[Google Scholar]
  178. Scheuerman WE. 2000. The Economic State of Emergency. Cardozo Law Rev 21:1869–94
    [Google Scholar]
  179. Schlesinger AM Jr. 1973. The Imperial Presidency Boston: Houghton Mifflin:
    [Google Scholar]
  180. Schmitt C. 2014. 1921. Dictatorship: From the Origins of the Modern Concept of Sovereignty to Proletarian Class Struggle, transl M Hoelzl, G Ward Cambridge, UK: Polity
    [Google Scholar]
  181. Scott JC. 1998. Seeing Like a State: How Certain Schemes to Improve the Human Condition Have Failed New Haven, CT: Yale Univ. Press
    [Google Scholar]
  182. Sessions JE. 2011. By Sword and Plow: France and the Conquest of Algeria Ithaca, NY: Cornell Univ. Press
    [Google Scholar]
  183. Siddique O. 2013. Pakistan's Experience with Formal Law: An Alien Justice Cambridge, UK: Cambridge Univ. Press
    [Google Scholar]
  184. Sidney A. 1996. 1680. Discourses Concerning Government TG West. Indianapolis: Lib. Fund
    [Google Scholar]
  185. Singh A. 2020. Democracy is dying in India, and Trump shouldn't be on Modi's side. CNN Opinion March 22. https://www.cnn.com/2020/03/15/opinions/akanksha-singh-trump-modi/index.html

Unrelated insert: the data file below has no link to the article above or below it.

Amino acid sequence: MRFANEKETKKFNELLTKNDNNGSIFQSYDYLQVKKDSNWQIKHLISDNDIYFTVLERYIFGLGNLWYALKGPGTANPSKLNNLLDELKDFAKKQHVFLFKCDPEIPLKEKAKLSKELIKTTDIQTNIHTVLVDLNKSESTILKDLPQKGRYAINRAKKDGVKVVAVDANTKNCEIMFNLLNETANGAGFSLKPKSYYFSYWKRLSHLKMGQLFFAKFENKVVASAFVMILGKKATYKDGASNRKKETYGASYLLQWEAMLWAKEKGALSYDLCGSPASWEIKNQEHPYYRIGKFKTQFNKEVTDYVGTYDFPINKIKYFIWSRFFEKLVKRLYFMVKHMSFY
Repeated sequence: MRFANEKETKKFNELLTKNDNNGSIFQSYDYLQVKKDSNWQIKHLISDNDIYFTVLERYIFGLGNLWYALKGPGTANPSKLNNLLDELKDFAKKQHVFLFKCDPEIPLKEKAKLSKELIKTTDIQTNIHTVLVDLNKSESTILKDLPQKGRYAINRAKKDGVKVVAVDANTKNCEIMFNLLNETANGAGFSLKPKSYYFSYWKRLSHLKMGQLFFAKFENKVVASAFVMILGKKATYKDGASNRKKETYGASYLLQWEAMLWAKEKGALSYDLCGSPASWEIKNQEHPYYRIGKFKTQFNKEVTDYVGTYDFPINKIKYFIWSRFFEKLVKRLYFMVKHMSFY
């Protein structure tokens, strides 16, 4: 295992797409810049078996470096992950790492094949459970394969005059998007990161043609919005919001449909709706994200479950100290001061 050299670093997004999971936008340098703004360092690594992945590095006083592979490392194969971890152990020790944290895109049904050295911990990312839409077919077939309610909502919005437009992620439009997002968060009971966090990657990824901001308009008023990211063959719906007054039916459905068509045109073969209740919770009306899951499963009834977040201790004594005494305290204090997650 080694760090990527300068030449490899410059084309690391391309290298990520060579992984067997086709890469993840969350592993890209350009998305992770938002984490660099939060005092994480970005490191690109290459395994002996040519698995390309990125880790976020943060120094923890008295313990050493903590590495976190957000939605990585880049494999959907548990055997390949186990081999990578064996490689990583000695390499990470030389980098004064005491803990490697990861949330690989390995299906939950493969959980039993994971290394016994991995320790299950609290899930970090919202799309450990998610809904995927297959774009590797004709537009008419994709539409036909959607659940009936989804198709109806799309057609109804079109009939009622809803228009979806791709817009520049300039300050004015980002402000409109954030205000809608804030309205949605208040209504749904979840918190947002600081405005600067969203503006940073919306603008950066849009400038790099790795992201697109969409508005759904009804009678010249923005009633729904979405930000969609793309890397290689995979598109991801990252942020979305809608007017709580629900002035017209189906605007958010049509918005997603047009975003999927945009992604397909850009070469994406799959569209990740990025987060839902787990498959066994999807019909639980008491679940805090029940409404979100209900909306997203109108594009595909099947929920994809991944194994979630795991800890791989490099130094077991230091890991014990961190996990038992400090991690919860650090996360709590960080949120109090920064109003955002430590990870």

[Google Scholar]
  186. Skach C. 2005. Borrowing Constitutional Designs: Constitutional Law in Weimar Germany and the French Fifth Republic Princeton, NJ: Princeton Univ. Press
    [Google Scholar]
  187. Smiley W, Witt JF. 2019. Introduction. See Lieber & Lieber 2019 1–70
  188. Solnick SL. 1998. Stealing the State: Control and Collapse in Soviet Institutions Cambridge, MA: Harvard Univ. Press
    [Google Scholar]
  189. Stasavage D. 2020. Democracy, autocracy, and emergency threats: lessons for COVID-19 from the last thousand years. Int. Organ. 74:Suppl. 1E1–E17
    [Google Scholar]
  190. Straumann B. 2016. Crisis and Constitutionalism: Roman Political Thought from the Fall of the Republic to the Age of Revolution Oxford, UK: Oxford Univ. Press
    [Google Scholar]
  191. Tayler L. 2016. France's emergency powers: the new normal. Just Security Aug. 2. https://www.justsecurity.org/32236/frances-emergency-powers-normal/
    [Google Scholar]
  192. Thénault S. 2007. L'état d'urgence (1955–2005): de l'Algérie coloniale à la France contemporaine. Mouv. Soc. 1:63–78
    [Google Scholar]
  193. Thomson S, Ip EC. 2020. COVID-19 emergency measures and the impending authoritarian epidemic. . J. Law Biosci. 7:lsaa064
    [Google Scholar]
  194. Tir J, Jasinski M. 2008. Domestic-level diversionary theory of war: targeting ethnic minorities. J. Confl. Resolut. 52:641–64
    [Google Scholar]
  195. Tushnet M. 2004. Constitutional hardball. John Marshall Law Rev 37:523–53
    [Google Scholar]
  196. Tushnet M 2013. Authoritarian constitutionalism. Constitutions in Authoritarian Regimes T Ginsburg, A Simpser 36–50 Cambridge, UK: Cambridge Univ. Press